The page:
Samsung SN-506BB internal vs USB version

vbimport

#1

hi, i have a few questions about the Samsung SN-506BB BD burner in external (1) and internal version (2):

[ol]
[li]can i easily open the USB enclosure and connect the drive via a sata cable (+ slimline sata adapter)?[/li][li]does the internal version still support the AV mode when connected with an USB adapter like this?[/li][/ol]
Do you know other USB enclosure models featuring the AV/mass storage mode?


#2

side question: are these manually tray-loaded drives reliable as the desktop automatically-loaded models?
I think drives like these are more prone to burn errors due to the manual loading (more imprecise than automatic).


#3

Let us use specific model names:

SE-506BB: The external model, connected via USB, featuring “AV Mode”. (This is likely replaced by the SE-506CB, with newer - but not necessarily better - hardware).

SN-506BB: The internal model, connected natively via SATA. This model, due to it being designed for use in a computer, does not have AV mode to emulate a USB-attached HDD.

Now, let us tackle the two questions:
(1) I am unaware if you can extract the drive in the SE-506_B from the case. Recently, due to the desire to make drives smaller, the USB port has been put on the drive itself. I would expect the drive to not have an SATA port on it.

(2) As mentioned, the SN-506BB does not have the feature.

LG’s external drives also seem to have an AV mode. But I would bet that the slim drives also have the USB port on the drive itself due to the small dimensions.

Any reason you want to disassemble the SE-506, only to sometimes use it as an external drive?

Oh, and (3): slim drives have a reputation for shorter lives because they have smaller components that can take less wear & tear, and are in a smaller area that doesn’t allow the heat to escape quite as easily (less air circulation within the drive). Dirt & contamination directly on the tray (for tray loading types) doesn’t help. For slot-loading types, the loading mechanism is an additional component to wear out or jam up. … But slim drives don’t necessarily fail that much more often with moderate use.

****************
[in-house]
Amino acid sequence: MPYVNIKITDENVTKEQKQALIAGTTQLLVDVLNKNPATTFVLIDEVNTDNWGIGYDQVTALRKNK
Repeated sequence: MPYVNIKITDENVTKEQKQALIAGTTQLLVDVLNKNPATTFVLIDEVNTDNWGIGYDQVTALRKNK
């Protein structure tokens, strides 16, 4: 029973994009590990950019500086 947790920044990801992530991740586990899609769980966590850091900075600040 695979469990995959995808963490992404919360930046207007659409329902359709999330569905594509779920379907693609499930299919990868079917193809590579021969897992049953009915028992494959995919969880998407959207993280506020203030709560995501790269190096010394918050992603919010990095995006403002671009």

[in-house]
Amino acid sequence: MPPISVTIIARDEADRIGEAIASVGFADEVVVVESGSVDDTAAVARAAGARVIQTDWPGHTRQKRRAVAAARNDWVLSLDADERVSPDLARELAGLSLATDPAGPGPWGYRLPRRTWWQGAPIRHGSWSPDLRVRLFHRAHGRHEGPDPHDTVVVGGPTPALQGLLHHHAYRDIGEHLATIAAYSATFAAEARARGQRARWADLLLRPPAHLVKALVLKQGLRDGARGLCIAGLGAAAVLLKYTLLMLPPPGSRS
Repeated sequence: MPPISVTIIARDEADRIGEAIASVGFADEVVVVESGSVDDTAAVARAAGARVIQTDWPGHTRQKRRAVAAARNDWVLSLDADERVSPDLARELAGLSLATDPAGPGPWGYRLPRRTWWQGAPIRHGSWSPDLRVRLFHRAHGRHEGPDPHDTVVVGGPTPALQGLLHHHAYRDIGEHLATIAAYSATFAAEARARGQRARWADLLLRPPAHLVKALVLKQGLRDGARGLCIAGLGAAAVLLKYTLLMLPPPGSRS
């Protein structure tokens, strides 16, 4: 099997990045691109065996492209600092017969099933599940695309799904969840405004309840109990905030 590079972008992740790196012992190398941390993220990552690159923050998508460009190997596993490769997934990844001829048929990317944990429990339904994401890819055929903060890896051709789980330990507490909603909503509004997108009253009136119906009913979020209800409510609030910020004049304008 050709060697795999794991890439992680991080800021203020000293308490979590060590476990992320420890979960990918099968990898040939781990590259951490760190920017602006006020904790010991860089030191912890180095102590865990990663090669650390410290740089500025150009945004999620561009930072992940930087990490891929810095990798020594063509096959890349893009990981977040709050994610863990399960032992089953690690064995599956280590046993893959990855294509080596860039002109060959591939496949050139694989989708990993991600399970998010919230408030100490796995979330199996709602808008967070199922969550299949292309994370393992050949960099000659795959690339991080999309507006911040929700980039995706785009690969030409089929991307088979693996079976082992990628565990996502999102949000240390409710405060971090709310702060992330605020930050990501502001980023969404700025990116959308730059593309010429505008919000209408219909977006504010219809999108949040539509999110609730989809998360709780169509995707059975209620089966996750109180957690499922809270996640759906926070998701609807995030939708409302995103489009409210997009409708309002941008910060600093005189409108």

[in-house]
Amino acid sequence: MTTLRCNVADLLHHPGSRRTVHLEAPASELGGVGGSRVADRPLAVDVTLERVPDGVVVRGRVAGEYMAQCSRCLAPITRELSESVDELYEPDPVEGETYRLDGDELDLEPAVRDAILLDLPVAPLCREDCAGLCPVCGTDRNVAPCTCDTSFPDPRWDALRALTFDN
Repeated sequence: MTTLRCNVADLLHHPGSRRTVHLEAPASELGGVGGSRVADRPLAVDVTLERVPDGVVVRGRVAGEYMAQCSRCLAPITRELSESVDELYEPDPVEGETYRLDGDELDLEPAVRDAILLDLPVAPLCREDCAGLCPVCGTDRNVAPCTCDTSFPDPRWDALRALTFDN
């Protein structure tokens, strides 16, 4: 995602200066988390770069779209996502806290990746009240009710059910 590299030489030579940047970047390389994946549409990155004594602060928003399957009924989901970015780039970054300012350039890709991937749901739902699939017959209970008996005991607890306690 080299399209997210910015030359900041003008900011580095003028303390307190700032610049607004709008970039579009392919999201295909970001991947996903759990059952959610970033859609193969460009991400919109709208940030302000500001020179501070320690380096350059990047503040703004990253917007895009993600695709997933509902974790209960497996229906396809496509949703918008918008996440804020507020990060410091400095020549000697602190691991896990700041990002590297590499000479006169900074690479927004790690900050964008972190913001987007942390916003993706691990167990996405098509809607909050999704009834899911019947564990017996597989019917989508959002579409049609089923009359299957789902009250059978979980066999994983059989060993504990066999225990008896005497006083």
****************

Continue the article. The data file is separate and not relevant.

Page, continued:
#4

thank you for the tips, i think i’ll go with a full-sized internal unit because reliability is the most important factor for me (more important than portability).

In the past i had some bad experiences with those slim drives, and i’m not very prone to rely on them for important burns…


#5

[QUOTE=Albert;2770129]
(1) I am unaware if you can extract the drive in the SE-506_B from the case. Recently, due to the desire to make drives smaller, the USB port has been put on the drive itself. I would expect the drive to not have an SATA port on it.
[/QUOTE]

I can confirm that Albert’s is 100% correct.

I bought one of these drives (which are easier to find compared to the SN counterparts and can be found cheaper) from eBay a while ago intending to open the enclosure and use the internal drive in a laptop.

Opening the SE-506 enclosure (in a non destructive way) wasn’t that much of a problem, but unfortunately the drive inside the enclosure is not a standard SN-506 drive, but a drive which instead of the normal SATA connector has a built-in USB connector.

So, unlike older enclosures which used to use standard SATA drives and a separate USB bridge to connect to them, with these drives all the USB hardware is built-in inside the drive itself, with the drive’s normal SATA connector being basically replaced by a USB connector. All the electronics is inside of the drive itself. There is no other separate electronics in the enclosure itself. The enclosure itself is basically just a plastic box with some screws which encases the actual drive, and nothing more.


#6

I know that it’s long time since the question was up, but I took some pictures of a SE-506BB drive after dismantling the case. Anyone interested can see them HERE.


#7

Manually loading tray drives are meant to be slim and fit in a laptop. Occasionally, old desktop drives have trouble with getting their tray stuck.

Slim drives until today only achieve around half the speeds of desktop drives and support fewer burning speeds. Example: CDs are limited to ×24 (slim drives could reach ×32 if they wanted, with ease).

Desktop drives usually reach higher recording qualities at high recording speeds, while the reading error handling on slim drives reaches desktop levels.

Slim drives only have 60-70% power consumption at same rotation speed.